Download Citation on ResearchGate | On Jan 1, , Lanier and others published Digital Maoism: The Hazards of the New Online Collectivism }. In his article “Digital Maoism: The Hazards of the New Online Collectivism” Jaron. Lanier takes a hard look at collectivism and collective action as it relates to. A cautionary inquiry into the unchecked hive mind.
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The top-down design part woven deep within by Jimmy Wales and associates has allowed the Wikipedia to be smarter than pure dumb evolution would allow in a few years.
The hive mind can be on the right track, but moving too slowly. In biological natural selection, the prime architect is death. You can be superficially interesting without having to worry about the possibility of being wrong. While the tags adorning Flickr photographs may never constitute an independently functioning intelligence, they do allow people to participate diyital something bigger than themselves, and foster a greater understanding of the benefits of collective action.
Here is a quick pass at where I think the boundary between effective collective thought and nonsense lies: I agree that new notions about collective intelligence and peer production should be viewed critically and not embraced in a spirit of magical thinking — but I find it strange that someone as educated as Jaron should fall into the same simple fallacy the Cato Institute fell for: As long as critiques of Wikipedia’s processes haxards at the article level, they will continue to miss the hazafds.
Anyone who claims that they have found transcendent wisdom in the pattern emerging from how people spend their scarce resources is a follower of Milton Friedman, not of Chairman Mao. In April, Kelly reviewed a site called “popurls” that aggregates consensus Web filtering sites Lanier has too sanguine a view of markets and governments. This can lead to a rigid and slow adapting organization, which would eventually cause haxards end of it.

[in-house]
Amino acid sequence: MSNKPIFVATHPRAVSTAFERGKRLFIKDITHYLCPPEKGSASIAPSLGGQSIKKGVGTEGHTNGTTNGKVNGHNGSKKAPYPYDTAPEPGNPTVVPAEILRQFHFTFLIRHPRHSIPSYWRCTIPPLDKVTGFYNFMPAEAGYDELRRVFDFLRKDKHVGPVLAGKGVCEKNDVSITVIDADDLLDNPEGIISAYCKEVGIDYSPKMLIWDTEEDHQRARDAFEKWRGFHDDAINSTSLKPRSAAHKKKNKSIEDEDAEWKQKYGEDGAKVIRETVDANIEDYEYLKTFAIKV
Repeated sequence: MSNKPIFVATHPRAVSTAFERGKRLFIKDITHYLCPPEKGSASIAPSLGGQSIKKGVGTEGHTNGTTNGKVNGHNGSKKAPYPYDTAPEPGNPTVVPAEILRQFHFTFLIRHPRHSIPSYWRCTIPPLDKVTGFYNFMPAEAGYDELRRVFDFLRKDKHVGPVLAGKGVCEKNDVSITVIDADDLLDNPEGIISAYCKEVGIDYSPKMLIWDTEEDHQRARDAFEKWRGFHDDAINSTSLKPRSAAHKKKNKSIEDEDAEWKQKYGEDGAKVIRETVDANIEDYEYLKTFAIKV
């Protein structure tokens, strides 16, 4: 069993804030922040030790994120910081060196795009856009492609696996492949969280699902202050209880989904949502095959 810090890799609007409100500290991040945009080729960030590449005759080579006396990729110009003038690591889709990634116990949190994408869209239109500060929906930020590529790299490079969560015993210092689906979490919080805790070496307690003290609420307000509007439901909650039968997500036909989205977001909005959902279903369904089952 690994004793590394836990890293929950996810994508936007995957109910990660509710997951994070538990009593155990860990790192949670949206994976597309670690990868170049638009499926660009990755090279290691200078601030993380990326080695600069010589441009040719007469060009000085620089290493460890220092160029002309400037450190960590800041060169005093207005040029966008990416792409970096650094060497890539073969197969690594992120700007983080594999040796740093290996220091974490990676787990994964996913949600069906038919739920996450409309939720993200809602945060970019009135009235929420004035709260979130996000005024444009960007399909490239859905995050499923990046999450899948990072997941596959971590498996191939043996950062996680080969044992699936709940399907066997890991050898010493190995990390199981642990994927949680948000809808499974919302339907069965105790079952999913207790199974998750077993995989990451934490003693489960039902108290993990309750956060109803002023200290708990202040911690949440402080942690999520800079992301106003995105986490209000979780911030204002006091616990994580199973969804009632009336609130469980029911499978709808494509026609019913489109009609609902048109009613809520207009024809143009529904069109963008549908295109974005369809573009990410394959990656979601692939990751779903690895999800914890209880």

Digital Maoism: The Hazards of the New Online Collectivism (Edge.org)
What I’ve seen is a loss of insight and subtlety, a disregard for the nuances of considered opinions, and an increased tendency to enshrine the official or normative beliefs of an organization.
Jaron Lanier contends with several ideas at once. The “individual” Vigital would have govern the collective is itself a social construction born in the Renaissance, celebrated via democracy in the Enlightenment and since devolved into the competition, consumption, and consumerism we endure today. In an essay posted May 30th, Digital Maoism: In fact a close inspection of Wikipedia’s process reveals that it has an elite og its center, and that it does collectivismm a center is news to mostand that there is far more deliberate design management going on than first appears.
Jaron Lanier raises important points about collectivism, yet the barbs thrown at Wikipedia seem misplaced. What are the points of agreement? I associate it in addition with China, socialism, censorship, centralized control and mind-wash due to lack of perspectives.
CPOV | Response to Jaron Lanier’s Digital Maoism
Its informal membership includes of some of the most interesting minds in the world. Wonder how that worked out for them. The criticism is then directed instead at people proclaiming Wikipedia as an avatar of a golden era of collective consciousness.
The reverse problem can also appear. But his argument that online collectivism produces artificial stupidity offers no reassurance to me. An individual or individuals were presenting a personality and taking responsibility.
The hope seems to be that the most Meta site will become the mother of all bottlenecks and receive infinite funding. Reading Wikipedia like Wikipedia is mind-opening. It is not that the group is smarter, it is that in the enw sample, we may find individuals with the desired knowledge on a given subject area.
Response to Jaron Lanier’s Digital Maoism
This is an example of the special kind of intelligence offered by a collective. The collective, as such, is never smarter.
A voice should be sensed as a whole. This is where I think we begin to part ways. The hive mind ain’t what it used to be Jaron Lanier raises important points about collectivism, yet the barbs thrown at Wikipedia seem misplaced. The question of new business models for content creators on the Internet is a profound and difficult topic in itself, but it must at least be pointed out that writing professionally and well takes time and that most authors need to be paid to take that time.